Forums Latest Auctions Members

On My Bench - Seiko 7548-700B

  1. JimInOz

    JimInOz "Helpful Hints from Heloise" of bracelet cleaning. Feb 26, 2020

    Posts
    10,471
    Likes
    18,972
    While waiting for parts for another watch, I decided to get to work on another one that had turned up.

    The owner wanted new seals and battery and asked me to see if I could fix a problem with the setting mechanism.

    It's a nice Seiko quartz diver, you can see the state of the crystal, and the dial underneath is in excellent condition, although it's hard to tell in this shot.

    Front.JPG

    Caseback is in good condition, doesn't look like anybody has used scissors or circlip piers to open it.

    Back.JPG

    First thing is to open it.

    CasebackOff.JPG

    Movement looks OK, no signs of water entry or battery leakage.

    Movement.JPG
     
    jaguar11, Foo2rama and watchcollect like this.
  2. JimInOz

    JimInOz "Helpful Hints from Heloise" of bracelet cleaning. Feb 26, 2020

    Posts
    10,471
    Likes
    18,972
    Disassembly.

    Movement is taken out and the hands removed to be stored for safekeeping along with the movement (in seperate containers).

    HandsOff.JPG

    Then we can pop the bezel off. Eeew....cruddy.

    BezelOff.JPG

    Glass ring and glass/gasket and dial ring all removed and ready for cleaning.
    (Pictures are not just for your enjoyment, they're a reference so I put everything back in the right order, not an issue here, but some assemblies are a bit more complex).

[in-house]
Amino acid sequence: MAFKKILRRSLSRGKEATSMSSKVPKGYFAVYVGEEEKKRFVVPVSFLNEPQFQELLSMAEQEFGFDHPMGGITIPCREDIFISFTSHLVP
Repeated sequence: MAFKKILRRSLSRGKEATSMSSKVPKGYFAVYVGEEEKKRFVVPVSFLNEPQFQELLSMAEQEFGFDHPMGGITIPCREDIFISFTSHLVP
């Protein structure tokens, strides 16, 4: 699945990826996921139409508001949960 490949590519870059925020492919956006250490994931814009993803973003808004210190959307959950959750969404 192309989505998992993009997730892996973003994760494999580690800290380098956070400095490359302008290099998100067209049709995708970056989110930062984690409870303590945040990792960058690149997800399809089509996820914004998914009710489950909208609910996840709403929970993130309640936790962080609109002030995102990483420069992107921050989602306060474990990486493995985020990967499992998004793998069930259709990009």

GlassOut.JPG
     
  3. zinengineer

    zinengineer Feb 26, 2020

    Posts
    212
    Likes
    1,858
    I find myself “following “ all of these
     
    Jantar and watchcollect like this.
  4. JimInOz

    JimInOz "Helpful Hints from Heloise" of bracelet cleaning. Feb 26, 2020

    Posts
    10,471
    Likes
    18,972
    After some brushing and ultrasonic cleaning (not the dial ring though!), the case parts are ready to be put back together.

    CaseCleaned.JPG

    The dial ring is fitted, then the gasket ring and gasket, then the glass is pressed in.

    GlassPressed.JPG

    The glass bezel is pressed on and then we're ready for the rotating bezel to go on after the gasket is lubricated and fitted.

    ReadyForBezel.JPG
     
  5. JimInOz

    JimInOz "Helpful Hints from Heloise" of bracelet cleaning. Feb 26, 2020

    Posts
    10,471
    Likes
    18,972
    The crown stem assembly is next, it was pretty dirty and I only took a pic of the grease in the crown :eek:.

    StemGunk.jpg

    The crown/stem is in two parts so the spring and washer have to be pushed in so the stem can be removed and then we can access the crown seal and pull it out.

    CrownSealOut.jpg

    Now we can fit a new crown seal (after lubricating with silicone grease). All done.

    NewCrownSeal.jpg

    A fixture is needed to hold the crown and re-fit the stem. I used my lathe chuck mounted to a wood block.

    StemFitted.JPG
     
    watchcollect likes this.
  6. JimInOz

    JimInOz "Helpful Hints from Heloise" of bracelet cleaning. Feb 26, 2020

    Posts
    10,471
    Likes
    18,972
    With the case assembled and the freshly restored crown/stem fitted it was time for a pressure test, So off to the kitchen. The watch case is placed in water in a vacuum container, a good vacuum pumped out (as much as I could manage) and the case checked for bubbles.